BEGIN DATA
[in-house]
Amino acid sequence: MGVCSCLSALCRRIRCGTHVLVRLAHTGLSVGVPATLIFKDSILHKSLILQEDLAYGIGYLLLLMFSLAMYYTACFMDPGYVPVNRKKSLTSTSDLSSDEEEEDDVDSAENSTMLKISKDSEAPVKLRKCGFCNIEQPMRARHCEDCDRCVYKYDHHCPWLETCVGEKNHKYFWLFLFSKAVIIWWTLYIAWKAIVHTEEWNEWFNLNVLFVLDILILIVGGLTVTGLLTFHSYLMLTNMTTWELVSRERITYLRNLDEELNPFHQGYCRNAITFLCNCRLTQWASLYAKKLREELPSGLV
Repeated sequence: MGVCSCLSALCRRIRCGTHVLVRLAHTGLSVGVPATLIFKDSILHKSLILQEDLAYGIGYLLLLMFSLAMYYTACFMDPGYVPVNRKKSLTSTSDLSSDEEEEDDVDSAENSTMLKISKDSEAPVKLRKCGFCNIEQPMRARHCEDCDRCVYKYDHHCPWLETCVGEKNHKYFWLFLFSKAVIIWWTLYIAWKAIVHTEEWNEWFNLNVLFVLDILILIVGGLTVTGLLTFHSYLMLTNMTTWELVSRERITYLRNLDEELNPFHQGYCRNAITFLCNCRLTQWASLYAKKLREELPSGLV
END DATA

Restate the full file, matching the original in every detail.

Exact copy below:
[in-house]
Amino acid sequence: MGVCSCLSALCRRIRCGTHVLVRLAHTGLSVGVPATLIFKDSILHKSLILQEDLAYGIGYLLLLMFSLAMYYTACFMDPGYVPVNRKKSLTSTSDLSSDEEEEDDVDSAENSTMLKISKDSEAPVKLRKCGFCNIEQPMRARHCEDCDRCVYKYDHHCPWLETCVGEKNHKYFWLFLFSKAVIIWWTLYIAWKAIVHTEEWNEWFNLNVLFVLDILILIVGGLTVTGLLTFHSYLMLTNMTTWELVSRERITYLRNLDEELNPFHQGYCRNAITFLCNCRLTQWASLYAKKLREELPSGLV
Repeated sequence: MGVCSCLSALCRRIRCGTHVLVRLAHTGLSVGVPATLIFKDSILHKSLILQEDLAYGIGYLLLLMFSLAMYYTACFMDPGYVPVNRKKSLTSTSDLSSDEEEEDDVDSAENSTMLKISKDSEAPVKLRKCGFCNIEQPMRARHCEDCDRCVYKYDHHCPWLETCVGEKNHKYFWLFLFSKAVIIWWTLYIAWKAIVHTEEWNEWFNLNVLFVLDILILIVGGLTVTGLLTFHSYLMLTNMTTWELVSRERITYLRNLDEELNPFHQGYCRNAITFLCNCRLTQWASLYAKKLREELPSGLV